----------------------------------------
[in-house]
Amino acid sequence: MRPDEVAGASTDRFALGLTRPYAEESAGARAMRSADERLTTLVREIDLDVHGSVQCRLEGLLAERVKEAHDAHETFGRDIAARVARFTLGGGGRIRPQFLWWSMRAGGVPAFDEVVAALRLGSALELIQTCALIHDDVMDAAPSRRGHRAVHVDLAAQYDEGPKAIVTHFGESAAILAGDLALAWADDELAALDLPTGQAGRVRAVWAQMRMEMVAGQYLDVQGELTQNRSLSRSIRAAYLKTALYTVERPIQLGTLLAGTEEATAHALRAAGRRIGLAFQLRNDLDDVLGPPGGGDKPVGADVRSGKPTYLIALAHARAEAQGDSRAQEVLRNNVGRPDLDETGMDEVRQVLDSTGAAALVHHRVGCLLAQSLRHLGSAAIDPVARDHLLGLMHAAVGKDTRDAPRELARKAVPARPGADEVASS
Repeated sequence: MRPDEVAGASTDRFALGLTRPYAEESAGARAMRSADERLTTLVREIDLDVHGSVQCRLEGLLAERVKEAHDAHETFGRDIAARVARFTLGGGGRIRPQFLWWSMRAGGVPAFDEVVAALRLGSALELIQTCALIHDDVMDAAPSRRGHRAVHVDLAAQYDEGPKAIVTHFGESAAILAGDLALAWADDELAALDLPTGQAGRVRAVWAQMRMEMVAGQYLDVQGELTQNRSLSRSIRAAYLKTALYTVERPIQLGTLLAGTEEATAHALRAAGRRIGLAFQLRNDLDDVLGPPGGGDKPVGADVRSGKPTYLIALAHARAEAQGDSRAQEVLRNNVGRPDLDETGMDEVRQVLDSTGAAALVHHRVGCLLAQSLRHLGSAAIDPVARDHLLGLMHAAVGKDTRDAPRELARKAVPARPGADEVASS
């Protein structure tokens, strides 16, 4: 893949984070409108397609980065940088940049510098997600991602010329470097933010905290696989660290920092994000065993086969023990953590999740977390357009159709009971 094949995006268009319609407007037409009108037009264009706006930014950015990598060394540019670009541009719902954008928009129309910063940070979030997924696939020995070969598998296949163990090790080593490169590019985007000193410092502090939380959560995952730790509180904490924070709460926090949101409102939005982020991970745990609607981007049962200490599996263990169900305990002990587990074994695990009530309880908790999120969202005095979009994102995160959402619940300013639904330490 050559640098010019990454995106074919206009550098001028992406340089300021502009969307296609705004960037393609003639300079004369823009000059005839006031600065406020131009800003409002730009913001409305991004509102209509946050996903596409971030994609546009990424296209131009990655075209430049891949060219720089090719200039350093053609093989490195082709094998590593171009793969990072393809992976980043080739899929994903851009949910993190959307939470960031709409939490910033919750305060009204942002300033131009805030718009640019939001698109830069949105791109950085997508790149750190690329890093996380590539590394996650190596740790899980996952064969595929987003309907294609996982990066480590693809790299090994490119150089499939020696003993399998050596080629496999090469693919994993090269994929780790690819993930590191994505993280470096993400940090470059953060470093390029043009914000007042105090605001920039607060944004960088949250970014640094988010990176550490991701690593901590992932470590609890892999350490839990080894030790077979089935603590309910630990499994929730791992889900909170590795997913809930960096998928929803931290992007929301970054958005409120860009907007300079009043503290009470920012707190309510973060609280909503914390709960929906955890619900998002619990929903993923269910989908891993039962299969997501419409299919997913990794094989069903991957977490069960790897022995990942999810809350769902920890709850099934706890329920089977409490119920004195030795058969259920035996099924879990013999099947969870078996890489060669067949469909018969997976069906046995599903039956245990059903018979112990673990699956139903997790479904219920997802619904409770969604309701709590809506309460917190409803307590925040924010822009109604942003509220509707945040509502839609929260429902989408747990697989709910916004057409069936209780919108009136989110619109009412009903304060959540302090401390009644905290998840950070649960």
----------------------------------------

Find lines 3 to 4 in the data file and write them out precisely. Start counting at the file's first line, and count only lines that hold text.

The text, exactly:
Repeated sequence: MRPDEVAGASTDRFALGLTRPYAEESAGARAMRSADERLTTLVREIDLDVHGSVQCRLEGLLAERVKEAHDAHETFGRDIAARVARFTLGGGGRIRPQFLWWSMRAGGVPAFDEVVAALRLGSALELIQTCALIHDDVMDAAPSRRGHRAVHVDLAAQYDEGPKAIVTHFGESAAILAGDLALAWADDELAALDLPTGQAGRVRAVWAQMRMEMVAGQYLDVQGELTQNRSLSRSIRAAYLKTALYTVERPIQLGTLLAGTEEATAHALRAAGRRIGLAFQLRNDLDDVLGPPGGGDKPVGADVRSGKPTYLIALAHARAEAQGDSRAQEVLRNNVGRPDLDETGMDEVRQVLDSTGAAALVHHRVGCLLAQSLRHLGSAAIDPVARDHLLGLMHAAVGKDTRDAPRELARKAVPARPGADEVASS
């Protein structure tokens, strides 16, 4: 893949984070409108397609980065940088940049510098997600991602010329470097933010905290696989660290920092994000065993086969023990953590999740977390357009159709009971 094949995006268009319609407007037409009108037009264009706006930014950015990598060394540019670009541009719902954008928009129309910063940070979030997924696939020995070969598998296949163990090790080593490169590019985007000193410092502090939380959560995952730790509180904490924070709460926090949101409102939005982020991970745990609607981007049962200490599996263990169900305990002990587990074994695990009530309880908790999120969202005095979009994102995160959402619940300013639904330490 050559640098010019990454995106074919206009550098001028992406340089300021502009969307296609705004960037393609003639300079004369823009000059005839006031600065406020131009800003409002730009913001409305991004509102209509946050996903596409971030994609546009990424296209131009990655075209430049891949060219720089090719200039350093053609093989490195082709094998590593171009793969990072393809992976980043080739899929994903851009949910993190959307939470960031709409939490910033919750305060009204942002300033131009805030718009640019939001698109830069949105791109950085997508790149750190690329890093996380590539590394996650190596740790899980996952064969595929987003309907294609996982990066480590693809790299090994490119150089499939020696003993399998050596080629496999090469693919994993090269994929780790690819993930590191994505993280470096993400940090470059953060470093390029043009914000007042105090605001920039607060944004960088949250970014640094988010990176550490991701690593901590992932470590609890892999350490839990080894030790077979089935603590309910630990499994929730791992889900909170590795997913809930960096998928929803931290992007929301970054958005409120860009907007300079009043503290009470920012707190309510973060609280909503914390709960929906955890619900998002619990929903993923269910989908891993039962299969997501419409299919997913990794094989069903991957977490069960790897022995990942999810809350769902920890709850099934706890329920089977409490119920004195030795058969259920035996099924879990013999099947969870078996890489060669067949469909018969997976069906046995599903039956245990059903018979112990673990699956139903997790479904219920997802619904409770969604309701709590809506309460917190409803307590925040924010822009109604942003509220509707945040509502839609929260429902989408747990697989709910916004057409069936209780919108009136989110619109009412009903304060959540302090401390009644905290998840950070649960």